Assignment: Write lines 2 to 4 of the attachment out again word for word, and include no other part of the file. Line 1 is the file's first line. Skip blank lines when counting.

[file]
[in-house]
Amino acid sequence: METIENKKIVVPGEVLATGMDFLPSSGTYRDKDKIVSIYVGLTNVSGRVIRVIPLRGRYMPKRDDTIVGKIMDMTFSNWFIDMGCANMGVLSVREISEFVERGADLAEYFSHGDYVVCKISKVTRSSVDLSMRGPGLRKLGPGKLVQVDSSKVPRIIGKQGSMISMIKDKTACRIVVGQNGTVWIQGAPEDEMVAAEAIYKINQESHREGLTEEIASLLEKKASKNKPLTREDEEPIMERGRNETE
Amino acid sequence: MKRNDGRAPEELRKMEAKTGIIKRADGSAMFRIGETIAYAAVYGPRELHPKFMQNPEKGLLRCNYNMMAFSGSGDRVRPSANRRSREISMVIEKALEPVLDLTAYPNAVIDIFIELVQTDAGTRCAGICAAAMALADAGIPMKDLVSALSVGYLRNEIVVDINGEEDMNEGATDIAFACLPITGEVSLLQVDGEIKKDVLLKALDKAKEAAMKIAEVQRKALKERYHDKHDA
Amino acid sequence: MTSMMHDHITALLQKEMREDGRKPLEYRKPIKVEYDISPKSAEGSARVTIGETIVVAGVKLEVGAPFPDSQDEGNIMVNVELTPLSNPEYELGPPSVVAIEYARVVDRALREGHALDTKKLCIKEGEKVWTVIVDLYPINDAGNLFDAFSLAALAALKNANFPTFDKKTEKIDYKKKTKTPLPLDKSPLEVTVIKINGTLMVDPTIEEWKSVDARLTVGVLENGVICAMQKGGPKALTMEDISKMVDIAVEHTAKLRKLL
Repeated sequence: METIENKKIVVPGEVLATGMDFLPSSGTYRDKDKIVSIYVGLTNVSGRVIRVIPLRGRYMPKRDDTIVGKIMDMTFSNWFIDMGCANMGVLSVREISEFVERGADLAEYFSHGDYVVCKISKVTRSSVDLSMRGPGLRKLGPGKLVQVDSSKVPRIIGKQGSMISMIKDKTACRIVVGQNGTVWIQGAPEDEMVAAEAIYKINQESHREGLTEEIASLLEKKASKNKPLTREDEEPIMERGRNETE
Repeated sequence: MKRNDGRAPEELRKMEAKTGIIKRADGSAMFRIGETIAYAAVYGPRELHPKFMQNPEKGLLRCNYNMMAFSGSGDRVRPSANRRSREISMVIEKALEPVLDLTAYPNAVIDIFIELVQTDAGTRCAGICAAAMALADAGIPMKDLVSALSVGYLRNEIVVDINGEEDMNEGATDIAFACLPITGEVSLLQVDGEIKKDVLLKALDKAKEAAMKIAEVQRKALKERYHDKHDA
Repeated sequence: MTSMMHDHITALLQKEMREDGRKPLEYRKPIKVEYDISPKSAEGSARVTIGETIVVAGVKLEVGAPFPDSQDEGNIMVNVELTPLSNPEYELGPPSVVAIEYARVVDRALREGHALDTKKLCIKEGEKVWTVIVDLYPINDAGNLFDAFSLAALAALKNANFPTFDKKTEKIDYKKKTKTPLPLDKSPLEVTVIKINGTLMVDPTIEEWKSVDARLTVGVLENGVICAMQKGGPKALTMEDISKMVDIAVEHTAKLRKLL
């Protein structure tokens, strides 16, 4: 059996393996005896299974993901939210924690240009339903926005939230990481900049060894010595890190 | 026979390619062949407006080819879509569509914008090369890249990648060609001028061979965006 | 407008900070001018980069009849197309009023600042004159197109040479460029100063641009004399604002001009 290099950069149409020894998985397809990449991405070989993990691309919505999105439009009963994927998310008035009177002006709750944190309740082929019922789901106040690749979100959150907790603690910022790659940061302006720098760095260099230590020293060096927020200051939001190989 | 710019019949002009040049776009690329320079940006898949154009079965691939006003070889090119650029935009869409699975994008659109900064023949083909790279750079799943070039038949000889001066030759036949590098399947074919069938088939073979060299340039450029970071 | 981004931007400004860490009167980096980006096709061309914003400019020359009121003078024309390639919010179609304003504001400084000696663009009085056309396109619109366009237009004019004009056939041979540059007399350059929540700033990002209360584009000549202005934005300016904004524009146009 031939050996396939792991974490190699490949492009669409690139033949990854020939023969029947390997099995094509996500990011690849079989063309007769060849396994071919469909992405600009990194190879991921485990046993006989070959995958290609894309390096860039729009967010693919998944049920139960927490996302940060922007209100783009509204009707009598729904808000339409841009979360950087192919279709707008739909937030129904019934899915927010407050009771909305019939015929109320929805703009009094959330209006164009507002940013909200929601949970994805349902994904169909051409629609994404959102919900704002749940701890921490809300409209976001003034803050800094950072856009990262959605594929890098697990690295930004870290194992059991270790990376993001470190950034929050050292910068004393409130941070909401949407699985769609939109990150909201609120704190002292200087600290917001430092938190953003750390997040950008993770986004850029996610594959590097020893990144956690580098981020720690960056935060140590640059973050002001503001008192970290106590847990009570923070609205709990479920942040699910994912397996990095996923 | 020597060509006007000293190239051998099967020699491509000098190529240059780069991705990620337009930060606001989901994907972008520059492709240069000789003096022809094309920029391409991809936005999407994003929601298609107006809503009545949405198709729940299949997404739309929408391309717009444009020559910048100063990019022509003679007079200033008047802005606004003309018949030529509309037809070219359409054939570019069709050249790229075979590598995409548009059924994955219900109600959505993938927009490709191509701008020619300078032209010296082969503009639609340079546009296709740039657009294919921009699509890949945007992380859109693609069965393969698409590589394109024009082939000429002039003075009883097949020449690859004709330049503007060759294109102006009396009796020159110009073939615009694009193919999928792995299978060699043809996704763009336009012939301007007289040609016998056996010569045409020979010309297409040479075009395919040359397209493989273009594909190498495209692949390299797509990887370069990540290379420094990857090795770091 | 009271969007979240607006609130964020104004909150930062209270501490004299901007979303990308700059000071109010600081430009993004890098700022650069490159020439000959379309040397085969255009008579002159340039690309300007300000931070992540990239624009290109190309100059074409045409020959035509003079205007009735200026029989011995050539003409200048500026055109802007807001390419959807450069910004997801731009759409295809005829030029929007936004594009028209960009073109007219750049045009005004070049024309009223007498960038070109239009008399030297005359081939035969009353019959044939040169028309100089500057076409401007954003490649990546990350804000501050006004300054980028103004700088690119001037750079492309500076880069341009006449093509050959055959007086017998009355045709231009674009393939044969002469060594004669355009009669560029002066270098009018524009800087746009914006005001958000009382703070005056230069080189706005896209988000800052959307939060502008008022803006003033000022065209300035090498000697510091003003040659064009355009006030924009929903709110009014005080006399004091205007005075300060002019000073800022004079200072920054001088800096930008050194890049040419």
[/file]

Amino acid sequence: METIENKKIVVPGEVLATGMDFLPSSGTYRDKDKIVSIYVGLTNVSGRVIRVIPLRGRYMPKRDDTIVGKIMDMTFSNWFIDMGCANMGVLSVREISEFVERGADLAEYFSHGDYVVCKISKVTRSSVDLSMRGPGLRKLGPGKLVQVDSSKVPRIIGKQGSMISMIKDKTACRIVVGQNGTVWIQGAPEDEMVAAEAIYKINQESHREGLTEEIASLLEKKASKNKPLTREDEEPIMERGRNETE
Amino acid sequence: MKRNDGRAPEELRKMEAKTGIIKRADGSAMFRIGETIAYAAVYGPRELHPKFMQNPEKGLLRCNYNMMAFSGSGDRVRPSANRRSREISMVIEKALEPVLDLTAYPNAVIDIFIELVQTDAGTRCAGICAAAMALADAGIPMKDLVSALSVGYLRNEIVVDINGEEDMNEGATDIAFACLPITGEVSLLQVDGEIKKDVLLKALDKAKEAAMKIAEVQRKALKERYHDKHDA
Amino acid sequence: MTSMMHDHITALLQKEMREDGRKPLEYRKPIKVEYDISPKSAEGSARVTIGETIVVAGVKLEVGAPFPDSQDEGNIMVNVELTPLSNPEYELGPPSVVAIEYARVVDRALREGHALDTKKLCIKEGEKVWTVIVDLYPINDAGNLFDAFSLAALAALKNANFPTFDKKTEKIDYKKKTKTPLPLDKSPLEVTVIKINGTLMVDPTIEEWKSVDARLTVGVLENGVICAMQKGGPKALTMEDISKMVDIAVEHTAKLRKLL